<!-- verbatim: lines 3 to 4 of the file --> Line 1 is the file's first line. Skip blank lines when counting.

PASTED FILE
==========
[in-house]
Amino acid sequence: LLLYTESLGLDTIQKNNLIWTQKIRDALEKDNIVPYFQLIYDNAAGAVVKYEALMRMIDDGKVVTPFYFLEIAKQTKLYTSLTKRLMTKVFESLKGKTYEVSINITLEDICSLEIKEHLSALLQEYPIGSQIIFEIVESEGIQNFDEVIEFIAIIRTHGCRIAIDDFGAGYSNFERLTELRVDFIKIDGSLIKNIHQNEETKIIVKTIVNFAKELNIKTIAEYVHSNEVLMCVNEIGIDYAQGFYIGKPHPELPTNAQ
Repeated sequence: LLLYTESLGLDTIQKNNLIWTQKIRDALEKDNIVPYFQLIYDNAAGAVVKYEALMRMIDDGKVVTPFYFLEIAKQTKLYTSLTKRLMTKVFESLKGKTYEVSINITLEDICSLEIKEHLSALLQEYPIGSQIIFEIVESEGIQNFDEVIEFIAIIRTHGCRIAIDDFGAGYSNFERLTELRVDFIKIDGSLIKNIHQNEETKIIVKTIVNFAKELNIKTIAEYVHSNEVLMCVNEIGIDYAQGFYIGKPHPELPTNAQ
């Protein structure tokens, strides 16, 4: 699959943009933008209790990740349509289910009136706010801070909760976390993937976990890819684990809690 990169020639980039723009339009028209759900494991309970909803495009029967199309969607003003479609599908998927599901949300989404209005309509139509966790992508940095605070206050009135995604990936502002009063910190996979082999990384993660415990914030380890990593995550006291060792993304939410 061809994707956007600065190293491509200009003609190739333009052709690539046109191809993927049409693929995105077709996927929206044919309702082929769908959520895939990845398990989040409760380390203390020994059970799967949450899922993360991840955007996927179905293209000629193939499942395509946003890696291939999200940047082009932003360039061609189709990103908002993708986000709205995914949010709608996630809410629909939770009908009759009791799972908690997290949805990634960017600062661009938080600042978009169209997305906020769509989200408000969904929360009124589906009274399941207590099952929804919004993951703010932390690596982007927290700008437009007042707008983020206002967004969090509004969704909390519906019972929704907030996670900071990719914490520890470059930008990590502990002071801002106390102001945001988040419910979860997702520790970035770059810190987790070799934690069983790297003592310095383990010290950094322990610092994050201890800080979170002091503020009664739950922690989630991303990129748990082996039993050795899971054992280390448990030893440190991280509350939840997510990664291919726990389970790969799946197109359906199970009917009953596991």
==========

Repeated sequence: LLLYTESLGLDTIQKNNLIWTQKIRDALEKDNIVPYFQLIYDNAAGAVVKYEALMRMIDDGKVVTPFYFLEIAKQTKLYTSLTKRLMTKVFESLKGKTYEVSINITLEDICSLEIKEHLSALLQEYPIGSQIIFEIVESEGIQNFDEVIEFIAIIRTHGCRIAIDDFGAGYSNFERLTELRVDFIKIDGSLIKNIHQNEETKIIVKTIVNFAKELNIKTIAEYVHSNEVLMCVNEIGIDYAQGFYIGKPHPELPTNAQ
């Protein structure tokens, strides 16, 4: 699959943009933008209790990740349509289910009136706010801070909760976390993937976990890819684990809690 990169020639980039723009339009028209759900494991309970909803495009029967199309969607003003479609599908998927599901949300989404209005309509139509966790992508940095605070206050009135995604990936502002009063910190996979082999990384993660415990914030380890990593995550006291060792993304939410 061809994707956007600065190293491509200009003609190739333009052709690539046109191809993927049409693929995105077709996927929206044919309702082929769908959520895939990845398990989040409760380390203390020994059970799967949450899922993360991840955007996927179905293209000629193939499942395509946003890696291939999200940047082009932003360039061609189709990103908002993708986000709205995914949010709608996630809410629909939770009908009759009791799972908690997290949805990634960017600062661009938080600042978009169209997305906020769509989200408000969904929360009124589906009274399941207590099952929804919004993951703010932390690596982007927290700008437009007042707008983020206002967004969090509004969704909390519906019972929704907030996670900071990719914490520890470059930008990590502990002071801002106390102001945001988040419910979860997702520790970035770059810190987790070799934690069983790297003592310095383990010290950094322990610092994050201890800080979170002091503020009664739950922690989630991303990129748990082996039993050795899971054992280390448990030893440190991280509350939840997510990664291919726990389970790969799946197109359906199970009917009953596991």